Paws, claws and jaws in Attack the Block

In director Joe Cornish’s debut feature film, Attack the Block, a South London teenage gang squares up against an army of invading alien monsters. Stockholm visual effects and animation studio Fido contributed around 100 shots to enhance the on-set creatures. We take a look at how they created CG fur, paws, claws and jaws for the film. Warning: spoilers.

Enhancing monster movement

On set, stunt performers were filmed in practical creature suits with animatronic jaws designed and created by Spectral Motion as dark and menacing aliens. “One of the main points about the creatures was that they have a negative light – they’re always the darkest thing in the picture,” says Fido’s senior visual effects supervisor, Mattias Lindahl. “The characters even say, ‘I’ve never seen anything so dark before in my life’. I think Joe always thought there was going to be some grading work to enhance the suits where it was needed and initially the idea was going to be to grade these creatures down and take off the highlights.”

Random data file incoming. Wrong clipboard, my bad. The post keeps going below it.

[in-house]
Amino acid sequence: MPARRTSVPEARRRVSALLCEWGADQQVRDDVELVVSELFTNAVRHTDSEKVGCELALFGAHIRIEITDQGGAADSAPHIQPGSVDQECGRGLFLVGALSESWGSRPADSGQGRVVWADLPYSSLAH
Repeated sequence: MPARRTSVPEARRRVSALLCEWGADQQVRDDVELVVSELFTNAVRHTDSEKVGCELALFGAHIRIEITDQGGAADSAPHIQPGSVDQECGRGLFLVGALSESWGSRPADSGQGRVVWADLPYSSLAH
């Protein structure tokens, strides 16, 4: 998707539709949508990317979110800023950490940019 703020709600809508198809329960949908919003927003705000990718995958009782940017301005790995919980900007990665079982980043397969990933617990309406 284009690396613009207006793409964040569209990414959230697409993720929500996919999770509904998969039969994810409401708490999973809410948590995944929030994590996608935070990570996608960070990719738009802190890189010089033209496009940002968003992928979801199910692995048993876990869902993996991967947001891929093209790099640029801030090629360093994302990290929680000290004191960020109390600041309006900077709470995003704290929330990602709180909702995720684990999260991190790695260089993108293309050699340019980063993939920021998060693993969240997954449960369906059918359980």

Ultimately, Fido was called upon by principal vendor Double Negative to carry out a number of effects enhancements for the creatures in terms of their fur, jaws and front legs. Lindahl, it turns out, was actually involved in some of the early production meetings for the film while still working at Dneg in London, and then revisited the film back in Stockholm.